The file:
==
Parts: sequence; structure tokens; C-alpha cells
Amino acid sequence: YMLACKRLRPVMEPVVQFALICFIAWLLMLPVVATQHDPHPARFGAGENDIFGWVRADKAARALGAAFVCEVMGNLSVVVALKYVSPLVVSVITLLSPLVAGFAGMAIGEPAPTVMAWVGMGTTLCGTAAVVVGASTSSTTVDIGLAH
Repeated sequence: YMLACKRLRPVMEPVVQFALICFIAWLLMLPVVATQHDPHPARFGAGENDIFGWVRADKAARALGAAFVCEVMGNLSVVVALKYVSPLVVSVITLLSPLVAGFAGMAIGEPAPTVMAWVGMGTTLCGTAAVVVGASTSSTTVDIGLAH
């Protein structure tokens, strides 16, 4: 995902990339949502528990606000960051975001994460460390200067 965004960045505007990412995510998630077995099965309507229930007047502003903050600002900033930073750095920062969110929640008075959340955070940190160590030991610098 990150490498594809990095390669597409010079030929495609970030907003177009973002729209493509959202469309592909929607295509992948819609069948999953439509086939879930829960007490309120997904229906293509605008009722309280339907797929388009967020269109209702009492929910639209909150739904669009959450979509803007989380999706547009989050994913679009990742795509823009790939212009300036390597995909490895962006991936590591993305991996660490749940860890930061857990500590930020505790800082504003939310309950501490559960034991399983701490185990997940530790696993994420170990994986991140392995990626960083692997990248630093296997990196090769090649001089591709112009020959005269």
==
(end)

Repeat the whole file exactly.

Parts: sequence; structure tokens; C-alpha cells
Amino acid sequence: YMLACKRLRPVMEPVVQFALICFIAWLLMLPVVATQHDPHPARFGAGENDIFGWVRADKAARALGAAFVCEVMGNLSVVVALKYVSPLVVSVITLLSPLVAGFAGMAIGEPAPTVMAWVGMGTTLCGTAAVVVGASTSSTTVDIGLAH
Repeated sequence: YMLACKRLRPVMEPVVQFALICFIAWLLMLPVVATQHDPHPARFGAGENDIFGWVRADKAARALGAAFVCEVMGNLSVVVALKYVSPLVVSVITLLSPLVAGFAGMAIGEPAPTVMAWVGMGTTLCGTAAVVVGASTSSTTVDIGLAH
């Protein structure tokens, strides 16, 4: 995902990339949502528990606000960051975001994460460390200067 965004960045505007990412995510998630077995099965309507229930007047502003903050600002900033930073750095920062969110929640008075959340955070940190160590030991610098 990150490498594809990095390669597409010079030929495609970030907003177009973002729209493509959202469309592909929607295509992948819609069948999953439509086939879930829960007490309120997904229906293509605008009722309280339907797929388009967020269109209702009492929910639209909150739904669009959450979509803007989380999706547009989050994913679009990742795509823009790939212009300036390597995909490895962006991936590591993305991996660490749940860890930061857990500590930020505790800082504003939310309950501490559960034991399983701490185990997940530790696993994420170990994986991140392995990626960083692997990248630093296997990196090769090649001089591709112009020959005269």